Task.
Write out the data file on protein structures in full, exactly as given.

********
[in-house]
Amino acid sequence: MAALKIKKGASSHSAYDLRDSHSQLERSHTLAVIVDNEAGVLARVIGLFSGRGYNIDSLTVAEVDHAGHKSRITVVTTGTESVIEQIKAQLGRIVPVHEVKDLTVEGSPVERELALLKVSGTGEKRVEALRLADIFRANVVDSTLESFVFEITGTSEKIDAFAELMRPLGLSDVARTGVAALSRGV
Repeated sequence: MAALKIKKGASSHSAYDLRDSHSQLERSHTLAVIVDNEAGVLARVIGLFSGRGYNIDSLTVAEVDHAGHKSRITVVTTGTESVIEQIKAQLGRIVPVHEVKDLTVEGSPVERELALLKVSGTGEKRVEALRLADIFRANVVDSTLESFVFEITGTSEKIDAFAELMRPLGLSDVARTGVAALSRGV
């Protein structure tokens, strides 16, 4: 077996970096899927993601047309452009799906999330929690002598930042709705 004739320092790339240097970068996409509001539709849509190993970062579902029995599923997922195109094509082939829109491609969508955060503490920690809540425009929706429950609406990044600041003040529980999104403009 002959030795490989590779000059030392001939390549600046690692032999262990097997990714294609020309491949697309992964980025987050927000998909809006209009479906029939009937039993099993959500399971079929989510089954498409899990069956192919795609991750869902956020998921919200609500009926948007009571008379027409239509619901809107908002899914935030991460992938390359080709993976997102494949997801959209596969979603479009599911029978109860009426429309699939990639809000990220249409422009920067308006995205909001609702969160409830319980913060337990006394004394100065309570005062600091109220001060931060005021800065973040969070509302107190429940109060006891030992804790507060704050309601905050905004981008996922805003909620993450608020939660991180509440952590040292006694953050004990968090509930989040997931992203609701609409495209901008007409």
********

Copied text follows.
[in-house]
Amino acid sequence: MAALKIKKGASSHSAYDLRDSHSQLERSHTLAVIVDNEAGVLARVIGLFSGRGYNIDSLTVAEVDHAGHKSRITVVTTGTESVIEQIKAQLGRIVPVHEVKDLTVEGSPVERELALLKVSGTGEKRVEALRLADIFRANVVDSTLESFVFEITGTSEKIDAFAELMRPLGLSDVARTGVAALSRGV
Repeated sequence: MAALKIKKGASSHSAYDLRDSHSQLERSHTLAVIVDNEAGVLARVIGLFSGRGYNIDSLTVAEVDHAGHKSRITVVTTGTESVIEQIKAQLGRIVPVHEVKDLTVEGSPVERELALLKVSGTGEKRVEALRLADIFRANVVDSTLESFVFEITGTSEKIDAFAELMRPLGLSDVARTGVAALSRGV
């Protein structure tokens, strides 16, 4: 077996970096899927993601047309452009799906999330929690002598930042709705 004739320092790339240097970068996409509001539709849509190993970062579902029995599923997922195109094509082939829109491609969508955060503490920690809540425009929706429950609406990044600041003040529980999104403009 002959030795490989590779000059030392001939390549600046690692032999262990097997990714294609020309491949697309992964980025987050927000998909809006209009479906029939009937039993099993959500399971079929989510089954498409899990069956192919795609991750869902956020998921919200609500009926948007009571008379027409239509619901809107908002899914935030991460992938390359080709993976997102494949997801959209596969979603479009599911029978109860009426429309699939990639809000990220249409422009920067308006995205909001609702969160409830319980913060337990006394004394100065309570005062600091109220001060931060005021800065973040969070509302107190429940109060006891030992804790507060704050309601905050905004981008996922805003909620993450608020939660991180509440952590040292006694953050004990968090509930989040997931992203609701609409495209901008007409």